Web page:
A surprising new study has reported that more than half of all young people with Type 2 diabetes engage in behaviors related to eating disorders. Among youngsters with Type 1 diabetes, the number was about one in five.
The study was conducted by researchers at the University of Washington, Seattle, and reported at a recent conference of the American Diabetes Association. They used data from a study begun in 2002 that examined the prevalence of diabetes among young people in five states — South Carolina, Ohio, Colorado, Washington, and California. The study is considered the largest and most comprehensive of its kind in the United States.
The researchers identified about 2300 study participants between the ages of 10 and 20 with diabetes. The subjects had all completed a screening tool called the Diabetes Eating Problem Survey–Revised. Among the questions asked were whether they had ever engaged in any inappropriate behaviors, such as skipping insulin or eating less in an attempt to lose weight. This tool enabled the researchers to give a score to the participants, and a score of higher than 20 indicated disordered eating behaviors. Evidence of eating disorders was found in 21.2% of the subjects with Type 1 diabetes and 52.5% of those with Type 2 diabetes. These subjects also tended to score higher on a depression scale and lower on measures of quality of life.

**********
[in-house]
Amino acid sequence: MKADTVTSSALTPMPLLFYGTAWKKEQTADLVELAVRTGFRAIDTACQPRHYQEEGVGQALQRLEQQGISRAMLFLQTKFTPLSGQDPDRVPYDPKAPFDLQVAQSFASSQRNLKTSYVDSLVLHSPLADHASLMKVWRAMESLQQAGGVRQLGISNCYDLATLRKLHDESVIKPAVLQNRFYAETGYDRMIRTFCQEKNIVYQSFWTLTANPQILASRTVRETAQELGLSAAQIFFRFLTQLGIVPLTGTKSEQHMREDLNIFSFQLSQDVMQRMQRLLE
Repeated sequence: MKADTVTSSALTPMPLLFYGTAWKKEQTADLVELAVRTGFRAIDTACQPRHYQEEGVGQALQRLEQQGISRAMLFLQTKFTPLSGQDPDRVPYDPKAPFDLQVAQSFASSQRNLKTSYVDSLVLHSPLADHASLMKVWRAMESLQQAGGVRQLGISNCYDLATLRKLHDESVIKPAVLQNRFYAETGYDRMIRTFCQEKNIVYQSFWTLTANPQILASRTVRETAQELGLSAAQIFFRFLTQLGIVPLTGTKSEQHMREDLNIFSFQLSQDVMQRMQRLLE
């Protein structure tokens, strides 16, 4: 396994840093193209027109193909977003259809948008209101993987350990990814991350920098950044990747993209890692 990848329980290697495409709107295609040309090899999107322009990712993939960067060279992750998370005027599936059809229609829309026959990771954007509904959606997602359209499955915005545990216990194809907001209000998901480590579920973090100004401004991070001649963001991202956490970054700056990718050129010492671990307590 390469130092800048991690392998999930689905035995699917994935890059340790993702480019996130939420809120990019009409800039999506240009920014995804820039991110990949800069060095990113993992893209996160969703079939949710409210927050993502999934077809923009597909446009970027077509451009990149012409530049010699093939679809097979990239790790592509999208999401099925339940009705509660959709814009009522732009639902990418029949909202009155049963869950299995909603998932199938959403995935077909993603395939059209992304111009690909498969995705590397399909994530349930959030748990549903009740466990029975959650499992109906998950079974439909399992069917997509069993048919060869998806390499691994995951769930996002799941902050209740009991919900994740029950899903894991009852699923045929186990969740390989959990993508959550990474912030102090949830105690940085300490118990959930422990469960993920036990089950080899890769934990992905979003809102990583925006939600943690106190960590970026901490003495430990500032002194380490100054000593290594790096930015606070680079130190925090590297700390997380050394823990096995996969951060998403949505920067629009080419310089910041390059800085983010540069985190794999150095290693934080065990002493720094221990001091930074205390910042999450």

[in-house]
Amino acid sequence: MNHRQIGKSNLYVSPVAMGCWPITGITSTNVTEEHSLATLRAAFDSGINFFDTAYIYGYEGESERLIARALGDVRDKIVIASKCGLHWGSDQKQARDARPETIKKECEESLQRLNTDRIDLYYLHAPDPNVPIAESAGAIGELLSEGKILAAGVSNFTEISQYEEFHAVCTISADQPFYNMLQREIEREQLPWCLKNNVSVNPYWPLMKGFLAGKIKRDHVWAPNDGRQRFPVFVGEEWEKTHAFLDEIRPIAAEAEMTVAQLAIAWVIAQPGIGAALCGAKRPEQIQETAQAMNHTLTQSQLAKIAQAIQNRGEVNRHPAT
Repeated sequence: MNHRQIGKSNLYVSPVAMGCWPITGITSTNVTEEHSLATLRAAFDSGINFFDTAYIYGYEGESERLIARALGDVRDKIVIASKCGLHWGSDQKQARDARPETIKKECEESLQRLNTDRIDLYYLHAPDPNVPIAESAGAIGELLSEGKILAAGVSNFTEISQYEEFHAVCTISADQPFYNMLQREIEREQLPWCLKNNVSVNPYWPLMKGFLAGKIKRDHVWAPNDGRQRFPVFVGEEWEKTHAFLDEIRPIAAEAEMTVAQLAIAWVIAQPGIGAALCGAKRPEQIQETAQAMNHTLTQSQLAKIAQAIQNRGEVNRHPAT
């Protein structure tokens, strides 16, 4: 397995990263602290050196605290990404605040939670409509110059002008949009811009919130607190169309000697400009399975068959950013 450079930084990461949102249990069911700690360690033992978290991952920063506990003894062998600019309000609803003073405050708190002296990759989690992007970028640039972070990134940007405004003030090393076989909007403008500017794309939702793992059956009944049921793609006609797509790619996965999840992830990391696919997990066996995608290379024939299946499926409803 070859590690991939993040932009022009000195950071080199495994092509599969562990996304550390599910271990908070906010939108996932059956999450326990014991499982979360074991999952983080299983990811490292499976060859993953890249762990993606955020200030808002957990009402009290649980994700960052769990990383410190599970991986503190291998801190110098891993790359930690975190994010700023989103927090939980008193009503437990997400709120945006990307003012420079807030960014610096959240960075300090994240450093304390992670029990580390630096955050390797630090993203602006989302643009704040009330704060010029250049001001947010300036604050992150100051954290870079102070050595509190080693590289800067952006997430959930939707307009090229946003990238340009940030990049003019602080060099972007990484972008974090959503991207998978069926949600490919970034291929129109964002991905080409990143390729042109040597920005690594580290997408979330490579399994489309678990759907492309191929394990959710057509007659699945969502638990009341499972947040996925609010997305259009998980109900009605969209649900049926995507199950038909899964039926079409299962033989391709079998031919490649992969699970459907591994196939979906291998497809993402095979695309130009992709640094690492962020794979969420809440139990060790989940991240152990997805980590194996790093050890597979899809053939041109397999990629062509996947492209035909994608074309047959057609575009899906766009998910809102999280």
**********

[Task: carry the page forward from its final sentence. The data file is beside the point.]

The researchers speculated that two main factors were behind the high rate of eating disorders among young people with diabetes. First, much of diabetes management is “food-focused,” and an overemphasis on diet can drive young people to inappropriate eating behaviors. Second, many young people with diabetes struggle with self-esteem problems related to having a chronic disease, and these can lead to psychiatric troubles or mood disorders.
According to Angel Siu Ying Nip, MD, the lead author of the study, her team’s research indicates that eating disorders among young diabetes patients is “a common problem, yet underrecognized and underdetermined.” Both physicians and parents, she said, need to be on the alert for inappropriate eating behavior and such signs as excessive weight gain or weight loss. Physicians who treat young people with diabetes might consider using the same Diabetes Eating Problem Survey employed in the study. It consists of 16 questions and can easily be given in the doctor’s office.
Want to learn more about diabetes and eating disorders? Read “Diabulimia” and “Help for Those Dealing With Diabulimia.”
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Joseph Gustaitis: Joseph Gustaitis is a freelance writer and editor based in the Chicago area. (Joseph Gustaitis is not a medical professional.)
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